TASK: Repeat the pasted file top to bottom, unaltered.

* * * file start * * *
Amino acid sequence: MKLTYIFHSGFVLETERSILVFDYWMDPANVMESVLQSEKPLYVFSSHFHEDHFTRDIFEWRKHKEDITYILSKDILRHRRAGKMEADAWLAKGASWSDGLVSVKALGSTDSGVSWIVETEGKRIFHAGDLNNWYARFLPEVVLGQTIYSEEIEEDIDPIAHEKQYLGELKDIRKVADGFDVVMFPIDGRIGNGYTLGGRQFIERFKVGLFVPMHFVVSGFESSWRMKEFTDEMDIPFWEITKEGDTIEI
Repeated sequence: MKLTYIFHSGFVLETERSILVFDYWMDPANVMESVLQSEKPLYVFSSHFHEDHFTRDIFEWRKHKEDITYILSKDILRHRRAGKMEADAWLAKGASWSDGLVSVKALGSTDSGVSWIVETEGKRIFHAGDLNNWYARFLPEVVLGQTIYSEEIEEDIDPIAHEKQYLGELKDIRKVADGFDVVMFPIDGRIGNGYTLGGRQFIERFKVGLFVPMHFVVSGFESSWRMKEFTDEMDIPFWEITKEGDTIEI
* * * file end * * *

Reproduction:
Amino acid sequence: MKLTYIFHSGFVLETERSILVFDYWMDPANVMESVLQSEKPLYVFSSHFHEDHFTRDIFEWRKHKEDITYILSKDILRHRRAGKMEADAWLAKGASWSDGLVSVKALGSTDSGVSWIVETEGKRIFHAGDLNNWYARFLPEVVLGQTIYSEEIEEDIDPIAHEKQYLGELKDIRKVADGFDVVMFPIDGRIGNGYTLGGRQFIERFKVGLFVPMHFVVSGFESSWRMKEFTDEMDIPFWEITKEGDTIEI
Repeated sequence: MKLTYIFHSGFVLETERSILVFDYWMDPANVMESVLQSEKPLYVFSSHFHEDHFTRDIFEWRKHKEDITYILSKDILRHRRAGKMEADAWLAKGASWSDGLVSVKALGSTDSGVSWIVETEGKRIFHAGDLNNWYARFLPEVVLGQTIYSEEIEEDIDPIAHEKQYLGELKDIRKVADGFDVVMFPIDGRIGNGYTLGGRQFIERFKVGLFVPMHFVVSGFESSWRMKEFTDEMDIPFWEITKEGDTIEI